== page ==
Breath is something we take for granted. It’s an involuntary action by the body so we rarely pay attention. And, we definitely don’t understand the value in using breath for better health and fitness. The “power of breath” is an unknown in our culture.
The average person has 21,600 breaths every 24 hours (15 breaths per min X 60 min X 24 hours) and about 60,000 independent mental thoughts. Our breathing process is the foundation of all of our brain function and 12 energy systems of the body. Breathing is also the only physiological function that we can control, if we wish. Otherwise, it occurs from the intelligence of our autonomic nervous system on its own. Depending on how you’re breathing, the autonomic nervous system sends signals to our parasympathetic (rest and digest) or sympathetic (flight or flight) systems. The nervous system reacts to the breathing of the body every second whether we are awake or asleep. Rapid or shallow breathing strongly decreases parasympathic response.
Our respiratory system draws life force wind in and out of the body. The diaphragm and intercostal muscles make up the muscles of the inspiration and the rectus abdominal muscles contracting make up the expiration. This system feeds our cardiovascular system . . . the lungs and heart are in charge of ventilation and pumping energy into our cells. The cardiovascular system fuels our moving parts that are our neuromuscular skeletal system. These two systems respond to the commands of the brain and send movement instructions through the nervous system through our 600 or so muscles and 206 bones.
The respiratory system also supports our digestive and lymphatic systems, two systems paramount to processing the foods we ingest and in removing toxins and imbalances from the body. When the respiratory and digestive systems are working harmoniously, you’re well on your way to a good strong, healthy nervous system. Keeping our nervous system in the parasympathetic response is crucial to physical and mental health and longevity to the average life span of our cellular body.
The best “drug” we have on the planet right now is oxygen and optimal breathing. Proper breathing is the best thing we can do for ourselves to restore and revitalize the body and mind at the cellular level of life. Everyone can do it. The problem is we were never taught the optimal way to breathe when we were young. Learning something new later in life can feel awkward at first, but once we get past the initial baby steps, it’s actually quite refreshing and builds confidence and a positive attitude. Learning something new always has a mental and physical component.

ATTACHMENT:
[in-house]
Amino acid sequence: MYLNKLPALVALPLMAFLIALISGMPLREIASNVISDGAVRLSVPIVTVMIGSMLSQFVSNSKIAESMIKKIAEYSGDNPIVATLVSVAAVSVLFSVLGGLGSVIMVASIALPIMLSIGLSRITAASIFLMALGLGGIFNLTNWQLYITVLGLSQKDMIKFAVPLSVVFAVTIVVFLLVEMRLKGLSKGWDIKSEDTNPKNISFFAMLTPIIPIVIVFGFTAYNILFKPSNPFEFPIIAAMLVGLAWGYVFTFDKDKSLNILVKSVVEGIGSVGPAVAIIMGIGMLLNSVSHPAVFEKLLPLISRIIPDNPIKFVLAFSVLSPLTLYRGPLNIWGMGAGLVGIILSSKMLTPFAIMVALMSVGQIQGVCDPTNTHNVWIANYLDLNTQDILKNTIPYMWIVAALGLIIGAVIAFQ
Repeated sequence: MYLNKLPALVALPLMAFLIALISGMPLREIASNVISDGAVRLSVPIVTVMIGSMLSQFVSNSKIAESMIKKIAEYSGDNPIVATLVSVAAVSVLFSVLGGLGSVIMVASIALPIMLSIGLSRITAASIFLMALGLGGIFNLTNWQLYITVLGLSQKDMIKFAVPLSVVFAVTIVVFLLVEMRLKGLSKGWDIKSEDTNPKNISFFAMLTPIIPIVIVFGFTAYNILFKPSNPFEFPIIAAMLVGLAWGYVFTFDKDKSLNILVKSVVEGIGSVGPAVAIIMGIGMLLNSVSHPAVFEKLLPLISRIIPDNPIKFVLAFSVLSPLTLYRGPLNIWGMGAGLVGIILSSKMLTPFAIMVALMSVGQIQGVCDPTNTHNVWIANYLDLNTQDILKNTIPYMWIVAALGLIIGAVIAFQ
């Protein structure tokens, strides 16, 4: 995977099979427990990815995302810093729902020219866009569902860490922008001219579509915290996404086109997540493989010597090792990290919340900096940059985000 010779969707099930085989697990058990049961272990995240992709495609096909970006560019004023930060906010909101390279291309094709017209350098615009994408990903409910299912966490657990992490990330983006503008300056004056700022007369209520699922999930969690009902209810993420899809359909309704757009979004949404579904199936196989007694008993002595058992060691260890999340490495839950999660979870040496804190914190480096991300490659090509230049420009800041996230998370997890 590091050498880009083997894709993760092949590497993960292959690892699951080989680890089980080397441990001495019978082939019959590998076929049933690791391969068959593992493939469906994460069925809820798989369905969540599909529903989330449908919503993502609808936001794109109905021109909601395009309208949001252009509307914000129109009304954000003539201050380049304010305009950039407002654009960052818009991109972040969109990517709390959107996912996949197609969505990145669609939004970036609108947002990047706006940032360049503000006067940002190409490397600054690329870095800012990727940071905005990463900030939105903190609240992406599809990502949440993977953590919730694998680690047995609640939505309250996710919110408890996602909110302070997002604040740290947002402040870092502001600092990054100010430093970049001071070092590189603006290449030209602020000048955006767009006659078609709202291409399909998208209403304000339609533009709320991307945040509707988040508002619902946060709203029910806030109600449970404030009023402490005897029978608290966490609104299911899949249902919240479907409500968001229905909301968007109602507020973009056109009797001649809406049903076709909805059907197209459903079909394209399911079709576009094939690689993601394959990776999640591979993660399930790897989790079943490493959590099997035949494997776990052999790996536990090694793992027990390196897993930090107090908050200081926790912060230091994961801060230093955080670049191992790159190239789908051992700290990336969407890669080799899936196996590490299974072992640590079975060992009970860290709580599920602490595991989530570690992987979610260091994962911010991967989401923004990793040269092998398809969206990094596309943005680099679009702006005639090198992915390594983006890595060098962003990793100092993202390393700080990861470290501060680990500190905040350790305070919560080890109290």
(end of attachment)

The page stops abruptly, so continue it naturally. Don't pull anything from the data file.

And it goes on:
There are 3 areas where breathing is most effective for overall health and well-being. First, as a tool to reduce stress and anxiety. Since how you take breath in sends signals to the sympathetic and parasympathetic systems, you want to use breath to control the mind and to facilitate the relaxation response. I mentioned above that we average 15 breaths per minute in a resting state. This amount of breaths per minute generates the sympathetic response. So, even at a resting state, the average American is living in the sympathetic response. It shouldn’t be hard to imagine how heart disease, anxiety and stress disorders are plaguing our country.
Second, for all sports training. Most athletes breathe through their mouth. Remember this basic rule of thumb . . . the nose is designed to breathe and the mouth is designed to eat. The mouth is no better equipped to breathe than the nostrils are to eat food. Mouth breathing is a human emergency breathing technique to allow the body a quick burst of energy to remove the body from a life-threatening situation. Chronic shallow breathing and mouth breathing is well-documented to advance the cellular aging process not just in body, but the brain cells; it also slows digestion and the removal of body wastes as well as dehydrating the body.
The imbalances described above impact every athlete. Along with physiological interference, the athlete is always in a battle internally with their mind and their perception of what they think is happening in the present moment. Reaction is everything to an athlete. Reacting without the imprints from the past or the fear of what might occur in the future.
Proper training for an event is critical. Hope isn’t a time proven strategy. You can create so much more heat in the body training by breathing correctly. In other words, raise the heart rate and blood lactate levels through manipulating the breathing process rather than destroying muscle fibers. Training is about creating internal environments where heat builds internally and wastes are removed without destroying muscle mass.
It’s become so uncivilized for me to mouth breathe while exercising. If you breathe correctly, you will never under train or over train. You will hit your mark every time. There are times for mouth breathing in performance, but it shouldn’t be the norm . . . especially in training. Outdated and antiquated training styles teach you to use the mind to over power the body . . . no pain, no gain. Push through it at whatever cost. Those lower qualities of the ego cause so much more harm. Have you ever watched an animal? Every animal on the planet breaths through its nose unless it feels threatened. That’s why the animals on the planet are more relaxed most of time, unlike humans who are stressed out most of the time. They live in the parasympathetic state and we live in the sympathetic state. And science tells us we have the largest brain?